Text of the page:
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Games: The Steam Deck Conference, DXVK-NVAPI 0.5 Released

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  • Here's some of what we've learned about the Steam Deck | GamingOnLinux

    We're getting more and more excited about the Steam Deck, even though Valve has delayed it at least until February 2022 we do now have quite a few more fun details thanks to the recent Steamworks Virtual Conference.

    During the event we had a few different people from Valve and one from AMD talk about quite a lot of things from software to hardware designs and all sorts in between. There we also a number of Q&A sessions where even more details emerged (like Proton or Native Linux?).

    Here's a breakdown of some interesting things we now know (click to enlarge any pictures):

    - SteamOS 3 is coming but it's not finished as they get it ready for the Steam Deck. Sounds like it won't be readily available to download and run on other systems until after the Steam Deck ships. Until then, they (as we wrote about) suggest Manjaro Linux but a more developer-focused OS download will be coming with additions like Gamescope and possibly a new gamepad UI.

  • Valve answers the question: should developers do native Linux support or Proton? | GamingOnLinux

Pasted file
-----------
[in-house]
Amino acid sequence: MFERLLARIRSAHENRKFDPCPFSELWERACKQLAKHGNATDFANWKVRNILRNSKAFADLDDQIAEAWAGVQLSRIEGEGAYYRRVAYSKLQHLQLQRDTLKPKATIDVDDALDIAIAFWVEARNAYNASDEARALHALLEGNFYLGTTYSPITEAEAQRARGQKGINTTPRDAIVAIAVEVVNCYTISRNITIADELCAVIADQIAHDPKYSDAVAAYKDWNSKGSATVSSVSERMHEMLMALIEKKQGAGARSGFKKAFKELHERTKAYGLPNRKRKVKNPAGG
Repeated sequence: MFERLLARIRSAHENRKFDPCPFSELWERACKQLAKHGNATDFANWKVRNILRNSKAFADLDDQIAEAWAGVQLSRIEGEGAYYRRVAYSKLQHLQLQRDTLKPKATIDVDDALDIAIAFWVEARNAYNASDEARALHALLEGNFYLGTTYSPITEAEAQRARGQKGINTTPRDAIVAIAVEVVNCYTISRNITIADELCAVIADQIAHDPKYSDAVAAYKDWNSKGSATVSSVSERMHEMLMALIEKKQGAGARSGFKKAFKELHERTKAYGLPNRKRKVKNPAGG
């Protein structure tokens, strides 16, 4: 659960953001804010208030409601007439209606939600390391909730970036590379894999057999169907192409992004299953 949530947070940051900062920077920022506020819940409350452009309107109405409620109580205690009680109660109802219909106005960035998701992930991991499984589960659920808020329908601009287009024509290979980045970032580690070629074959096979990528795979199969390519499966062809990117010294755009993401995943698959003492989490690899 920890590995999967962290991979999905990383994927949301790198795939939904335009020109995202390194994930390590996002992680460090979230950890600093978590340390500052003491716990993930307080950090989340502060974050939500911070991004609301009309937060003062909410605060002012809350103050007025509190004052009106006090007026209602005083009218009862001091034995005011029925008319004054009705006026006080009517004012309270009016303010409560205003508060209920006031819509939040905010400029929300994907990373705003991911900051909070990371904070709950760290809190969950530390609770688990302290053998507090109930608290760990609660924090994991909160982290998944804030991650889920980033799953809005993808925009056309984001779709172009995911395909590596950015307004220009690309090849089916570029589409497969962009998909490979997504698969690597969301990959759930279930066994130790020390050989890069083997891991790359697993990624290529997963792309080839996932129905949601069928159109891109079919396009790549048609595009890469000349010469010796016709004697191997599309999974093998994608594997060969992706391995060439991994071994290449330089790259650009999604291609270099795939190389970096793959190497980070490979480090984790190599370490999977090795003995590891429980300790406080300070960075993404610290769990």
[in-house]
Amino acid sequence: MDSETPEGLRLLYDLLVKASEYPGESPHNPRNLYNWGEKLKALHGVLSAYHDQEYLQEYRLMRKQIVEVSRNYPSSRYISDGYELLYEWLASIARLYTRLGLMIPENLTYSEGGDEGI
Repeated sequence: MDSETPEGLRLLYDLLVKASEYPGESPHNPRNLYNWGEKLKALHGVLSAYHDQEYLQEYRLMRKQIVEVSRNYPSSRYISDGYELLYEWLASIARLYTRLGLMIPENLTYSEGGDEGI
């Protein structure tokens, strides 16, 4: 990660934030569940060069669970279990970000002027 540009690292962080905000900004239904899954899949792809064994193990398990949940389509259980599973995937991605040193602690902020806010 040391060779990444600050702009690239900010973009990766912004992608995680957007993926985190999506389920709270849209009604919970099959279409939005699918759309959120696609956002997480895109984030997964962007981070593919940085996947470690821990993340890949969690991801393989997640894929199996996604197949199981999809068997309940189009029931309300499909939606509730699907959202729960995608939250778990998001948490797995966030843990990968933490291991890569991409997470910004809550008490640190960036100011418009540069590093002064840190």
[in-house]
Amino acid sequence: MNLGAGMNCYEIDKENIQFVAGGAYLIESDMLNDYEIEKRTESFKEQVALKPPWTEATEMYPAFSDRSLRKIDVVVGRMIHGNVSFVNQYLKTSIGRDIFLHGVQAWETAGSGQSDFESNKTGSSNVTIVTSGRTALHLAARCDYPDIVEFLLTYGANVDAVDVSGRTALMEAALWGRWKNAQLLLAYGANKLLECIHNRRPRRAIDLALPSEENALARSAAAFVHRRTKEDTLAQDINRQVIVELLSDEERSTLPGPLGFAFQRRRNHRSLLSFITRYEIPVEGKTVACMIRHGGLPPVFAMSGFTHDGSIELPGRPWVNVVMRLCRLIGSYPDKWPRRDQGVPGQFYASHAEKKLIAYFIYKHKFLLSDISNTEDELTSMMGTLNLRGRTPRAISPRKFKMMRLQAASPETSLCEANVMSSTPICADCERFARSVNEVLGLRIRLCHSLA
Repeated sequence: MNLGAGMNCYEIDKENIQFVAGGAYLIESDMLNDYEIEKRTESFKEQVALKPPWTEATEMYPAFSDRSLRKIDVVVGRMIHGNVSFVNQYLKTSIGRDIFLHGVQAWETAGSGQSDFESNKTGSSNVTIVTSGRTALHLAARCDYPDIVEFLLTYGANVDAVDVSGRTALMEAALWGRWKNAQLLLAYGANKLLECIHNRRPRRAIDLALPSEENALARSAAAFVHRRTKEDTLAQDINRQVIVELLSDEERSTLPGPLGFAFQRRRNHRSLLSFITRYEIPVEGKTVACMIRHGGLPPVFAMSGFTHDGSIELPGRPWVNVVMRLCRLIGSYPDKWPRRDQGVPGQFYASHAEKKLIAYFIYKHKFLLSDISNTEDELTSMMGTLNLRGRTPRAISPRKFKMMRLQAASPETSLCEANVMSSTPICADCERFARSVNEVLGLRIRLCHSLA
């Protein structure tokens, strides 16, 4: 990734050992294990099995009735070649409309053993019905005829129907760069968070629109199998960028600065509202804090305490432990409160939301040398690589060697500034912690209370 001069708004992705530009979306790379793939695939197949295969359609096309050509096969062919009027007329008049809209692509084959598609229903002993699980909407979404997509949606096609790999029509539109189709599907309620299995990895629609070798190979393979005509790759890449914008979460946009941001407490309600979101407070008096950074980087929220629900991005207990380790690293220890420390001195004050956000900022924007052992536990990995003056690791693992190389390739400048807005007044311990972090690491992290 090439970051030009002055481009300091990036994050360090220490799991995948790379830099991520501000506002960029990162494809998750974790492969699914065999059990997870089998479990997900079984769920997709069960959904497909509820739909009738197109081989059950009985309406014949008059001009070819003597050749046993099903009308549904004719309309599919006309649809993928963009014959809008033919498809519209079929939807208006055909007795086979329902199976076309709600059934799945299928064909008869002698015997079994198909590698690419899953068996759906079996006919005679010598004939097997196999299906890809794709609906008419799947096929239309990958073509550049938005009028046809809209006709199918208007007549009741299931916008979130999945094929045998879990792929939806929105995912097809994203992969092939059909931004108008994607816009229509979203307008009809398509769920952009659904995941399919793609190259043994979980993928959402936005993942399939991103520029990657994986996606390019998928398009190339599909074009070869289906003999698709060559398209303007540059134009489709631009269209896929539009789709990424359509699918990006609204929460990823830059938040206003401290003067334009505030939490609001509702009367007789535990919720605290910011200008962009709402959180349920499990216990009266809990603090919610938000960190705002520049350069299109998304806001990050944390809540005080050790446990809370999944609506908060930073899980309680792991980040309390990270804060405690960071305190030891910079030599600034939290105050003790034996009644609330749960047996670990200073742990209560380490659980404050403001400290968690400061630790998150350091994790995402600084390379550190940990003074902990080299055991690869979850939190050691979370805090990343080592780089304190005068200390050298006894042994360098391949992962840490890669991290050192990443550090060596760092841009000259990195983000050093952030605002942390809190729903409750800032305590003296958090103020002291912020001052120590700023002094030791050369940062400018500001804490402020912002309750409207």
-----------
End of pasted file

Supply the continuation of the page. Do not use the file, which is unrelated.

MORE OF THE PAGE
With the Steamworks Virtual Conference: Steam Deck over, we now have quite a few details that have come out on what to expect from the Steam Deck, Proton, Linux, SteamOS 3 and more.

    Soon we'll go over some of the main points in another article, but something interesting caught our attention in one of the Q&A sessions. A hot topic that has come up time and time again since Proton was revealed back in 2018, has been whether developers will just drop native support and always go with Proton (or however it has been phrased).

    We've seen a lot of articles across the web on it, and plenty of users from both camps argue it to death. So what do Valve really think about it?

  • The Steam Deck Conference: Key Takeaways - Boiling Steam

    The Steam Deck conference has just finished this Friday (US time), and though the conference suffered from technical difficulties five minutes into the stream, Valve did a pretty good job to cover a lot of ground in a very short time. They later added the recording to YouTube. I also like the fact they do not indulge in marketing/PR bullshit in these kind of presentations, and rather focus on design/technical aspect. You can read further documentation on the Steam Deck in the Steamworks documentation.

    Here’s a few things we wanted to highlight after watching the video. We will review the key takeaways bullet-point style, with a few inline comments.

  • DXVK-NVAPI 0.5 Released With NVIDIA DLSS 2.x Bits, Other Improvements - Phoronix

    DXVK-NVAPI as the project providing NVIDIA driver API integration "NVAPI" around DXVK/VKD3D-Proton is out with a new feature release.

    DXVK-NVAPI 0.5 provides the entry points needed for handling NVIDIA DLSS 2.x on Direct3D and forwards the calls to VKD3D-Proton as of VKD3D-Proton version 2.5. There is also the entry points for NVIDIA DLSS 2.x for Direct3D 11 with forwarding those calls to DXVK, but there it currently requires a Git master build of DXVK.

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